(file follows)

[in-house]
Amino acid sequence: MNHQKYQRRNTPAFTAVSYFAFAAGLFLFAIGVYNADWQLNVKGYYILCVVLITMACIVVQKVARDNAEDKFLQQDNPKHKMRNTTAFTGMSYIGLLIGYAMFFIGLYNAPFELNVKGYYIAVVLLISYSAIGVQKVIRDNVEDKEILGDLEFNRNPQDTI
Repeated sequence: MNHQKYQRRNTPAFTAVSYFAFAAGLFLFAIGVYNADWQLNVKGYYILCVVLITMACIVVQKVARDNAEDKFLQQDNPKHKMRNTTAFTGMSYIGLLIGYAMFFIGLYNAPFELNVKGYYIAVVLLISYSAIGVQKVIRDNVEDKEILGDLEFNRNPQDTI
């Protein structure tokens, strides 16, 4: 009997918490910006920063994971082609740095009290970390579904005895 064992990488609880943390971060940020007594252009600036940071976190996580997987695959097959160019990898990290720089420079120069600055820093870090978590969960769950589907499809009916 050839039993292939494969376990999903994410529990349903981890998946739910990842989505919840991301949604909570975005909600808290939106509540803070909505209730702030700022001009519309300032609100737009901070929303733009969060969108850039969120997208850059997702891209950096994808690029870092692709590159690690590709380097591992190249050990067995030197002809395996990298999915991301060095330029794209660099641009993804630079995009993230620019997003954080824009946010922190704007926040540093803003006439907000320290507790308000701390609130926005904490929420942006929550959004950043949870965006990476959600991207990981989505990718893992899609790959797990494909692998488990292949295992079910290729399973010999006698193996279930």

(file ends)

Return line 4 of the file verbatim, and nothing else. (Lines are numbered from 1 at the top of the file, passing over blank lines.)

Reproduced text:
């Protein structure tokens, strides 16, 4: 009997918490910006920063994971082609740095009290970390579904005895 064992990488609880943390971060940020007594252009600036940071976190996580997987695959097959160019990898990290720089420079120069600055820093870090978590969960769950589907499809009916 050839039993292939494969376990999903994410529990349903981890998946739910990842989505919840991301949604909570975005909600808290939106509540803070909505209730702030700022001009519309300032609100737009901070929303733009969060969108850039969120997208850059997702891209950096994808690029870092692709590159690690590709380097591992190249050990067995030197002809395996990298999915991301060095330029794209660099641009993804630079995009993230620019997003954080824009946010922190704007926040540093803003006439907000320290507790308000701390609130926005904490929420942006929550959004950043949870965006990476959600991207990981989505990718893992899609790959797990494909692998488990292949295992079910290729399973010999006698193996279930």